Greens Challenge Montana’s Clean-Energy Cap

Montana’s wind production is limited because of a state law that caps the amount of power a private producer can put on the electrical grid, according to an environmental group’s lawsuit.. (Photo courtesy of Montana State University)

(CN) – In Montana, the sixth largest coal-producing state in the nation, alternative energy sources face stiff competition. But a Montana environmental law group has taken aim at cheap coal energy in a lawsuit over caps on clean-energy production.

The Cottownwood Environmental Law Center sued the Montana Public Service Commission this past week in Gallatin County District Court, claiming the state’s net-metering law violates Montanans’ rights to a clean environment because the law limits the amount of renewable energy that can be put back onto the power grid.

Net metering is the production of energy through wind, solar or hydropower that is meant to offset energy customers’ energy requirements. If electricity generated by a consumer exceeds what the consumer uses, the excess power is credited to the producer.

Passed in 1999, Montana’s net-metering law limits producers to 50 kilowatt hours of power, therefore preventing Montanans’ rights to a clean and healthy environment, the group says in its lawsuit. Because of the net-metering limit, more fossil fuels must be burned to create energy in Montana, they say.

Additionally, the law prevents investment in renewable energy in Montana. More development of fossil fuels leads to increased greenhouse gases, unhealthy forests, more wildfires, loss of wildlife habitat and increasing water temperatures in rivers and streams in Montana, the group says in the lawsuit.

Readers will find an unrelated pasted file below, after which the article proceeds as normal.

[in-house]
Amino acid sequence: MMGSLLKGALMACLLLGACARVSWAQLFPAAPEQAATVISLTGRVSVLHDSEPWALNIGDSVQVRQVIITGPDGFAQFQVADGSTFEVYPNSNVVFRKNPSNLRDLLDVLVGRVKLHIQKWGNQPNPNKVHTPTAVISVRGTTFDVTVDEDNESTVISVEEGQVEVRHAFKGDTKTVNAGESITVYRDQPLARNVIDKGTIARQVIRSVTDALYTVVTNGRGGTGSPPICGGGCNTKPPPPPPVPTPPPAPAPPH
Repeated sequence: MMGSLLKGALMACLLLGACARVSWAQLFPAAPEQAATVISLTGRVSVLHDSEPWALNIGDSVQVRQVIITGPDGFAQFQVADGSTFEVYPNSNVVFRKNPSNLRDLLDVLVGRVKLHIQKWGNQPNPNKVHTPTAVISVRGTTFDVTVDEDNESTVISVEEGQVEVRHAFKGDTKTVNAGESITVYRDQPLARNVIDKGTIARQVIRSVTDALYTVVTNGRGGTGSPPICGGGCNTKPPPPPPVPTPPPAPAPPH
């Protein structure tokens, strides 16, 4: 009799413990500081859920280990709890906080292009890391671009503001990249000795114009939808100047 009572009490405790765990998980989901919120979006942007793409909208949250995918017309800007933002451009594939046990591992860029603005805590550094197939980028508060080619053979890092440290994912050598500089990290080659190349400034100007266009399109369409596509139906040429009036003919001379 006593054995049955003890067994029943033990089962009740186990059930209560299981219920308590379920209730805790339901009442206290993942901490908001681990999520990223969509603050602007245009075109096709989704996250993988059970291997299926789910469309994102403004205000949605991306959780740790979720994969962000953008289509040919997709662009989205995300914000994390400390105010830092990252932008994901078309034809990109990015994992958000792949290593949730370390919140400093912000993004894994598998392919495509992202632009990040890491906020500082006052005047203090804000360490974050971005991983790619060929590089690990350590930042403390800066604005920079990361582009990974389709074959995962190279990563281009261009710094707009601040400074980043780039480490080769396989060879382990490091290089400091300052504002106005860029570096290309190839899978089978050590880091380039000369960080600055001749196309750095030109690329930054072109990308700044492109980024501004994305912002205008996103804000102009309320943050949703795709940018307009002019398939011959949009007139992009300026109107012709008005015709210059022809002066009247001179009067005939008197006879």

Montana’s limit on consumer-generated renewable energy stifles the creation of community solar projects, which can provide power to several homes. These kinds of renewable energy co-ops make renewable energy more affordable for people who might not be able to afford their own solar-energy system, according to the group’s lawsuit.

The state produces some of the “cleanest” coal in the nation given its low sulfur content, making it attractive to coal companies.

Coal is Montana’s top energy source with about one-fourth of the United States’ coal reserves. It was the sixth-largest coal producing state in 2016, and also ranks 15th in the nation in carbon dioxide emissions, according to the Energy Information Association.

The environmental law group seeks a finding that the net-metering law is invalid because it violates Montanans’ constitutional rights. They are represented by in-house attorney John Meyer of Bozeman, and Keatan Williams of Missoula.

 

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